International Journal on Infectious Disease and Epidemiology (IJIDE)

Research Article Volume2-Issue1

Comparison of Outcomes of Community and Hospital-Acquired Methicillin- Susceptible and Methicillin-Resistant Staphylococcus Aureus Infections

Zied Gaifer1*, Talha Youssouf1, Basmah H Aljehani2, Abdulkader Ismail3, Ahmed Abdelaziz3

1Department of Medicine, National Guard Hospital, Saudi Arabia
2Department of Infection Prevention and Control, National Guard Hospital, Saudi Arabia
3Department of Laboratory Medicine, National Guard Hospital, Saudi Arabia
*Corresponding author: Zied Gaifer Ali, Prince Mohmed Bin Abdulaziz hospital, National Guard Health affair, Department of Medicine, Medina 41511, Saudi Arabia
Article History
Received: December 12, 2020 Accepted: April 20, 2021 Published: April 22, 2021
Citation: Gaifer Z, Youssouf T, Aljehani BH, et al. Comparison of Outcomes of Community and Hospital-Acquired Methicillin- Susceptible and Methicillin-Resistant Staphylococcus Aureus Infections. Int. Jr. Infect Dis & Epidemlgy. 2021;2(1):13‒18. DOI: 10.51626/ijide.2021.02.00004

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Introduction: Staphylococcus Aureus (S. aureus) causes community (CA) and hospital-acquired (HA) infections that kills millions of patients every year. It is unclear if Methicillin-resistant Staphylococcus Aureus (MRSA) have higher mortality and complication than Methicillin -susceptible Staphylococcus Aureus (MSSA) infections in CA and HA infections.
Methods: This retrospective study included confirmed of cases S. aureus infections, which classified as MSSA or MRSA and CA or HA infections We assessed 30-day mortality, rate of Septic Shock and Acute Renal Injury (AKI) as outcomes measures.
Results: Of the total 183 cases included, we found no differences between MRSA and MSSA cases in mortality (P=0.734) and other outcomes. Likewise, CA and HA cases Similar mortality. However, HA cases developed a higher rate of AKI compared to CA cases. We observed this increased rate of AKI only in HA MSSA cases.
Conclusion: This study offers a new perspective on HA MSSA as a serious pathogen as MRSA, that requires intervention to prevent its spread. Future research needed to identify new measures for MSSA prevention and investigate whether current MRSA prevention strategies are effective in MSSA.

Keywords: Methicillin-resistant; MRSA; MSSA; Saudi Arabia; Staphylococcus aureus


Staphylococcus Aureus (S. aureus) is the commonest bacteria that causes infection inside and outside the hospitals. It is accountable for millions of deaths every year worldwide [1]. Treatment of S. aureus became more difficult and expensive due to the increasing rate of methicillin-resistant strains, which are now responsible for many hospital and community-acquired infections [2,3].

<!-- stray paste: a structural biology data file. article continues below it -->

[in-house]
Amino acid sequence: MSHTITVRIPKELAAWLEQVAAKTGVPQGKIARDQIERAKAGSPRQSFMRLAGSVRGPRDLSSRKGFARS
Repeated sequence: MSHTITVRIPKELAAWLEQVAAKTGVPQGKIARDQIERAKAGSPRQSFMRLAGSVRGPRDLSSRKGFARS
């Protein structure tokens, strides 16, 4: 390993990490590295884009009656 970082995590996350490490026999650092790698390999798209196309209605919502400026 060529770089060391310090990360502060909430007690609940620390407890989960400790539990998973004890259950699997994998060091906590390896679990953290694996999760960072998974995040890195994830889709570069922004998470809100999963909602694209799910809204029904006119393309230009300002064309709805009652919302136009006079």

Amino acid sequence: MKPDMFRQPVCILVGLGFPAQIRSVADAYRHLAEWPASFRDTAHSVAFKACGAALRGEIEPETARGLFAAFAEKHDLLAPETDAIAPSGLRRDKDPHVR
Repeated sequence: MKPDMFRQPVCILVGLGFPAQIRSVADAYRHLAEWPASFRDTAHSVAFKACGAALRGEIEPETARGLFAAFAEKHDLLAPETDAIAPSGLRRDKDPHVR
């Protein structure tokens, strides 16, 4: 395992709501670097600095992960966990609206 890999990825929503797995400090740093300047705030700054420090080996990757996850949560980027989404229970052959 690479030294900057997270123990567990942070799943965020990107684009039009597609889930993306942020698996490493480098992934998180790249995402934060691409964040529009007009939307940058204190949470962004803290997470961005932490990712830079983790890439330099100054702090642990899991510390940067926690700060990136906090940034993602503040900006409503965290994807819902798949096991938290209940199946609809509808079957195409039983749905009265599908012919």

Studies have suggested that methicillin resistance and the location of acquiring S. aureus infection are the main determinants of its outcome. Still, it is controversial whether Methicillin-resistant Staphylococcus Aureus (MRSA) causes a worse outcome compared to Methicillin-susceptible Staphylococcus Aureus (MSSA) infections [4-7]. Another area of debate, whether hospital-acquired S. aureus (HA-S. aureus) has a worse outcome than community-acquired S. aureus (CA- S. aureus) infections [8-10]. Taken together, it remains an open question whether the setting of acquiring S. aureus infection and methicillin susceptibility are the main determinants of its outcomes.

In this study, we explored the outcomes of S. aureus infection and we adjusted for patients’ comorbidities. The research question of the present article is whether hospital-acquired MSSA infection causes more morbidity and mortality than community-acquired MSSA infections. We also compared the mortality of HA-MRSA to CA-MRSA infections and MRSA to MSSA infections.

Methods and Materials

We conducted this retrospective observational study between January 2017 and February 2018, in National Guard Hospital in Al-Madinah in Saudi Arabia. We included 15 years and older patients, who had a documented diagnosis of S. aureus infection in the electronic medical records during the study period. The diagnosis of S. aureus infection was verified by the existence of a positive culture of S. aureus from the infected site and documented signs and symptoms of infection. Institutional review board approved the study.

Microbiologic methods
S. aureus cultures were processed by BAC T/ALERT, version eight (BioMerieux). Antimicrobial susceptibility testing was performed by Broth micro-dilution method using VITEK 2, version eight (BioMerieux). S. aureus susceptibility breakpoints defined according to the Clinical and Laboratory Standards Institute (CLSI) breakpoints [11].

Definitions and criteria
We classified infections as community-acquired S. aureus infections if the infection acquired in the community and within the last 3 months there were no history of hospitalization, surgery, residence in a long-term care facility, dialysis, presence of invasive medical devices or previous isolation of S. aureus [12]. Otherwise, the infections were classified as hospital-acquired. Outcome measures assessed were thirty-day all-cause mortality, duration of Intensive Care Unit (ICU) stay, rate of septic shock and rate of Acute Renal Injury (AKI).